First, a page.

It is crazy to me just how much LEG I purchased last year.  I initiated a position early in 2018.  Then, I proceeded to continue adding and lowering my cost basis as the stock price fell in the fourth quarter.  I’m very happy I added when the price fell.  Now, I am up 15% to date!

Five Largest Dividend Contributors

For this item, I thought I would identify the five largest dividend contributors in my individual portfolio and compare this to my 5 largest holdings.  I’m very curious how many on this list overlap with the previous one:

  • #1: AT&T (T) – $235.99
  • #2: Procter & Gamble (PG) – $223.27
  • #3: Target Corporation (TGT) – $221.24
  • #4: Leggett & Platt (LEG) – $169.88
  • #5: Cardinal Health (CAH) – $156.98
  • Total: $1,007.35, or 31.3% of my Total Dividend Income

Three of the five companies are overlaps with my Top 5 holdings.  That really isn’t surprising.   Also, it is not surprising that AT&T provides me with the largest amount of dividend income.  The company is currently yielding over 6.8% and I own 115.68 shares in this portfolio.  This was bound to happen.

The one thing that jumps out at me in the analysis is that these five companies account for 31.3% of this portfolio’s dividend income.  This was much higher than expected.  Am I running outside screaming about this, no?  But I would like to see this number decrease over the next few years.  Why?  Because as we know, thanks to Kraft-Heinz this year and Kinder-Morgan in the past, dividend cuts can happen.  And they can happen quickly.   If one of these companies significantly reduces its dividend, it will greatly impact this portfolios dividend income.  I have to find a way to reduce this mark going forward and will continue to work to do so.

Portfolio’s Sector Analysis

Last, but not least, I wanted to review my portfolio’s sector allocations.  Sectors were determined using the classifications on  I’m hoping this analysis will show me what areas I am overweight in and what areas I will need to continue adding to when prices are right.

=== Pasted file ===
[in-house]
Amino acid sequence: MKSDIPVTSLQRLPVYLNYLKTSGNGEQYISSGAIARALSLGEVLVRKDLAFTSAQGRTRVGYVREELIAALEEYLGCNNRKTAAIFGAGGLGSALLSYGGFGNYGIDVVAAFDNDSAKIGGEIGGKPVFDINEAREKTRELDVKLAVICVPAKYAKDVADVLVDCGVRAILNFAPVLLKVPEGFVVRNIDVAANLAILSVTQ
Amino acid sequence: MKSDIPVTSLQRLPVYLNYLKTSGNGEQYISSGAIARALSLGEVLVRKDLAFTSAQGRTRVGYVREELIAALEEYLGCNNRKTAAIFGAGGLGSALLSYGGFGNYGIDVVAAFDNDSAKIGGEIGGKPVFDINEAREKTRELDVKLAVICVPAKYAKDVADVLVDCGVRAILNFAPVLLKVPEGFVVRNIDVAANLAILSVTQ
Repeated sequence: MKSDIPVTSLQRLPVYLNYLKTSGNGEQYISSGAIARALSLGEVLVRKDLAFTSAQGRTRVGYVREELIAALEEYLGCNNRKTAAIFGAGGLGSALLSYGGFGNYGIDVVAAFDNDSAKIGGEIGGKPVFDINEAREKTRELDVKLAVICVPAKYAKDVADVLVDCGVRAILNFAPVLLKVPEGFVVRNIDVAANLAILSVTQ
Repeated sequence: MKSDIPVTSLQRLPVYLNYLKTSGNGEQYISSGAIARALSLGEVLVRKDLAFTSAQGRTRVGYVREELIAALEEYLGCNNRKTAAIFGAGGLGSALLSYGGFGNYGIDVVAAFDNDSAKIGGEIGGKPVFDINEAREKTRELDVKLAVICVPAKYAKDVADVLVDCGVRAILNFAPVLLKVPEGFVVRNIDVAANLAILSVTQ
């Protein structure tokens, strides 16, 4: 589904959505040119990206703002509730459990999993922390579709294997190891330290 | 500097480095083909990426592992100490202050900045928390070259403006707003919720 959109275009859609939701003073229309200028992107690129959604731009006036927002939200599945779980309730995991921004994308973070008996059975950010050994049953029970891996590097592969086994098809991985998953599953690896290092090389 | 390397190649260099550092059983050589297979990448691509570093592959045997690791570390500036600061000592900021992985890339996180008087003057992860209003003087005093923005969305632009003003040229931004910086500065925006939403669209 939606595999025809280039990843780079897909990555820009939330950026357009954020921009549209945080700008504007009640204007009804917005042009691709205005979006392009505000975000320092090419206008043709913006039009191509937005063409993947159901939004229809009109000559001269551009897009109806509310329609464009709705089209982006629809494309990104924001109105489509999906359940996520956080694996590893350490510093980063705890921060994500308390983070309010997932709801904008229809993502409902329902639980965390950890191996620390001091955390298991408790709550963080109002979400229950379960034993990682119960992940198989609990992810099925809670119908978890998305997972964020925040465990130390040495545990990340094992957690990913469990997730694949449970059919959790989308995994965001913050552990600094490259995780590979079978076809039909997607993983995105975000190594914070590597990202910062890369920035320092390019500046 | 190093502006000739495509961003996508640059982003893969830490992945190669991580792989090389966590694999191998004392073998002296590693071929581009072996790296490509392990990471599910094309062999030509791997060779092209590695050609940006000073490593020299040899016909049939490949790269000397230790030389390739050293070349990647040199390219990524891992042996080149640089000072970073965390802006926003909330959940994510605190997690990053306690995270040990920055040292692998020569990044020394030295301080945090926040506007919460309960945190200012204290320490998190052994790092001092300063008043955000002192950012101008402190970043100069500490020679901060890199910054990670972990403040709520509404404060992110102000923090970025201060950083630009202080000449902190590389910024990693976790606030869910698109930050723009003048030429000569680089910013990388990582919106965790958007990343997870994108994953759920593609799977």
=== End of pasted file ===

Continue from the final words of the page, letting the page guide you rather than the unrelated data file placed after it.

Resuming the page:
I then compared my weightings to the weightings to the Vanguard High Yield Dividend ETF that Lanny has purchased in his Roth IRA for comparison purposes.  These are the portfolio weightings per as of 1/31/19.

Well, it doesn’t take long to see two major differences between my portfolio and VYM/the benchmark:

  • I have a much heavier weight in Consumer Goods and Services
  • I have a much lighter weight of Financials, Technology, and Healthcare
  • Note:  In my analysis, oil and gas is included in Basic Materials rather than split separately like in Morningstar.  Added together, the weights are about the same.

Am I surprised by these results?  Not one bit.  Over the years, I have always loved consumer staple stocks.  I love strong brands and the legacies of these companies.  Hence, over time, I have amassed large positions in these sectors.   Seeing these figures are eye-opening because I didn’t realize just how large the percentage was in my portfolio.

My underweight sectors make sense as well.   Lanny always made fun of me about my hesitation to add technology to my portfolio.  I say I’m like Warren Buffett, and he just ignores me or shakes his head.  But seriously, I need to start looking towards technology companies.  There are plenty of great names out there!

Healthcare and Financials are a different story.  For healthcare, I have some holdings in other portfolios, such as JNJ and PFE.  However, I don’t really have any holdings in my traditional portfolio.  The two major positions in this portfolio are CVS and ABBV.  With CVS’ stock price continuing to fall, this may be a great time to continue adding to this position (like Lanny with his last purchases).  And I have not been shy about how I have built up my ABBV position over the last few months.  Still, there is work to be done and there are other ways I can add to this sector.

Financials are similar to healthcare.  I own a lot of banks, insurance companies, REITs, and asset management in other portfolios.  They just aren’t held in this portfolio and I need to find a way to start adding to them here.  There are a lot of great banks that have increased their dividend in 2019 and have strong credit and capital metrics that I need to consider adding.